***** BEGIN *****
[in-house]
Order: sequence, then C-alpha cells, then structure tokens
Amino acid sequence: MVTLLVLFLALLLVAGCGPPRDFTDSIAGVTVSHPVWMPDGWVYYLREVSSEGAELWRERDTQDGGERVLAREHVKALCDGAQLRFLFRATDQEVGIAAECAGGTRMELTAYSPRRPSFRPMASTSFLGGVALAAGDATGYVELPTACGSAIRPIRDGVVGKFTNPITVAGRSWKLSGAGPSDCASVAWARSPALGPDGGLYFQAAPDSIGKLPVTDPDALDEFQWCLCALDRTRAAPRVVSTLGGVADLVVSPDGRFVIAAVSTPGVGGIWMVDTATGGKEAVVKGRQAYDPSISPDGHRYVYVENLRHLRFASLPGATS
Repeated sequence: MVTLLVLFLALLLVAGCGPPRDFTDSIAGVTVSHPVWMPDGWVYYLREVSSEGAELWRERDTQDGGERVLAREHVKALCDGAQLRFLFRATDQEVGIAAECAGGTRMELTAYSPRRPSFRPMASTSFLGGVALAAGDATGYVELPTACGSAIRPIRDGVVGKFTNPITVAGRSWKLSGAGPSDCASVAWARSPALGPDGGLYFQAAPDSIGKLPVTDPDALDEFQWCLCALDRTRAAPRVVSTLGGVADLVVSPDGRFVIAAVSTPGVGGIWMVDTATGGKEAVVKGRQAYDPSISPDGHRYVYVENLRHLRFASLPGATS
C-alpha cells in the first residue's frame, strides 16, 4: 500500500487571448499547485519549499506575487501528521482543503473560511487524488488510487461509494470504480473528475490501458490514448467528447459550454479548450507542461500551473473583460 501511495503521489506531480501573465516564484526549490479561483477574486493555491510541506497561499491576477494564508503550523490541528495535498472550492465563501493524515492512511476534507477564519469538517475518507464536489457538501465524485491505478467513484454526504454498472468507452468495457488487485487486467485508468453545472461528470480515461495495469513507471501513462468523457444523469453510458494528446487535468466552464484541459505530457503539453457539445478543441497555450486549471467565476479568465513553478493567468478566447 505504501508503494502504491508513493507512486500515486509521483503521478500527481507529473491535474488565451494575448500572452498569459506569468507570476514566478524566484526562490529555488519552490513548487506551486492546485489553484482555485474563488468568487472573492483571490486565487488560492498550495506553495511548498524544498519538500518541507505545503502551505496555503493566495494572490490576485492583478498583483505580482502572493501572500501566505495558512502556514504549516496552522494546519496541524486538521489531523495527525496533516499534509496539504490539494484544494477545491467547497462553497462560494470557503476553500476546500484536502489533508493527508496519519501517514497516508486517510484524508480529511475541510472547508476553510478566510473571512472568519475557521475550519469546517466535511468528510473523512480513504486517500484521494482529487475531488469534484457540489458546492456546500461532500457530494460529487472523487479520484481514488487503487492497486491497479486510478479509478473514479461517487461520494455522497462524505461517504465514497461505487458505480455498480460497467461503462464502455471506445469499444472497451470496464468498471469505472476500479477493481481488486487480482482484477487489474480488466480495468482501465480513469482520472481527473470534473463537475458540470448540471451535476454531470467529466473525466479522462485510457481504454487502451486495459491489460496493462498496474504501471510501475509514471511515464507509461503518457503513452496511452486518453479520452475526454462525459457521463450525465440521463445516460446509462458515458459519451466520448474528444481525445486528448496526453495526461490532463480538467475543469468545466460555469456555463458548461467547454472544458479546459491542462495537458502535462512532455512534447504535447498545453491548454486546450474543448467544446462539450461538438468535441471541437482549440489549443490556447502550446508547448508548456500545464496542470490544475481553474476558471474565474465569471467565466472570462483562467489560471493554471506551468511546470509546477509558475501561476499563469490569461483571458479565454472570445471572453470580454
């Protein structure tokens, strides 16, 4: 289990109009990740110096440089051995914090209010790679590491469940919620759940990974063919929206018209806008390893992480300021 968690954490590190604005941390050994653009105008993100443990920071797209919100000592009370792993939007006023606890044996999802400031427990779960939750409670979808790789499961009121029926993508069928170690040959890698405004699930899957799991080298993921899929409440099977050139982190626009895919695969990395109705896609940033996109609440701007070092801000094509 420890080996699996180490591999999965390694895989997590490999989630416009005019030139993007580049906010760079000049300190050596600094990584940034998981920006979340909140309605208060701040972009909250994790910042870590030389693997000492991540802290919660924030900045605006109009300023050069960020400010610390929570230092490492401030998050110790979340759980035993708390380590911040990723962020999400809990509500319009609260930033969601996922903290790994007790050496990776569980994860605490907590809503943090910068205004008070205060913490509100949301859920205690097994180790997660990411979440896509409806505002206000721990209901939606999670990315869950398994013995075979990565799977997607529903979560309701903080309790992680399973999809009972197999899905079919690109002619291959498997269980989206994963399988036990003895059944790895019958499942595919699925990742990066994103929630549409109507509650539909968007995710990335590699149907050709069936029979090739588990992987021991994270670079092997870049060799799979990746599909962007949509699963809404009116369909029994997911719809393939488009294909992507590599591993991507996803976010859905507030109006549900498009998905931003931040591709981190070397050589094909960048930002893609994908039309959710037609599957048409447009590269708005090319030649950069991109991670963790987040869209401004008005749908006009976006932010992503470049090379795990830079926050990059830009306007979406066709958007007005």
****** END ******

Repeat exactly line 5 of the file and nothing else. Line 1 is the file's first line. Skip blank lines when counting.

C-alpha cells in the first residue's frame, strides 16, 4: 500500500487571448499547485519549499506575487501528521482543503473560511487524488488510487461509494470504480473528475490501458490514448467528447459550454479548450507542461500551473473583460 501511495503521489506531480501573465516564484526549490479561483477574486493555491510541506497561499491576477494564508503550523490541528495535498472550492465563501493524515492512511476534507477564519469538517475518507464536489457538501465524485491505478467513484454526504454498472468507452468495457488487485487486467485508468453545472461528470480515461495495469513507471501513462468523457444523469453510458494528446487535468466552464484541459505530457503539453457539445478543441497555450486549471467565476479568465513553478493567468478566447 505504501508503494502504491508513493507512486500515486509521483503521478500527481507529473491535474488565451494575448500572452498569459506569468507570476514566478524566484526562490529555488519552490513548487506551486492546485489553484482555485474563488468568487472573492483571490486565487488560492498550495506553495511548498524544498519538500518541507505545503502551505496555503493566495494572490490576485492583478498583483505580482502572493501572500501566505495558512502556514504549516496552522494546519496541524486538521489531523495527525496533516499534509496539504490539494484544494477545491467547497462553497462560494470557503476553500476546500484536502489533508493527508496519519501517514497516508486517510484524508480529511475541510472547508476553510478566510473571512472568519475557521475550519469546517466535511468528510473523512480513504486517500484521494482529487475531488469534484457540489458546492456546500461532500457530494460529487472523487479520484481514488487503487492497486491497479486510478479509478473514479461517487461520494455522497462524505461517504465514497461505487458505480455498480460497467461503462464502455471506445469499444472497451470496464468498471469505472476500479477493481481488486487480482482484477487489474480488466480495468482501465480513469482520472481527473470534473463537475458540470448540471451535476454531470467529466473525466479522462485510457481504454487502451486495459491489460496493462498496474504501471510501475509514471511515464507509461503518457503513452496511452486518453479520452475526454462525459457521463450525465440521463445516460446509462458515458459519451466520448474528444481525445486528448496526453495526461490532463480538467475543469468545466460555469456555463458548461467547454472544458479546459491542462495537458502535462512532455512534447504535447498545453491548454486546450474543448467544446462539450461538438468535441471541437482549440489549443490556447502550446508547448508548456500545464496542470490544475481553474476558471474565474465569471467565466472570462483562467489560471493554471506551468511546470509546477509558475501561476499563469490569461483571458479565454472570445471572453470580454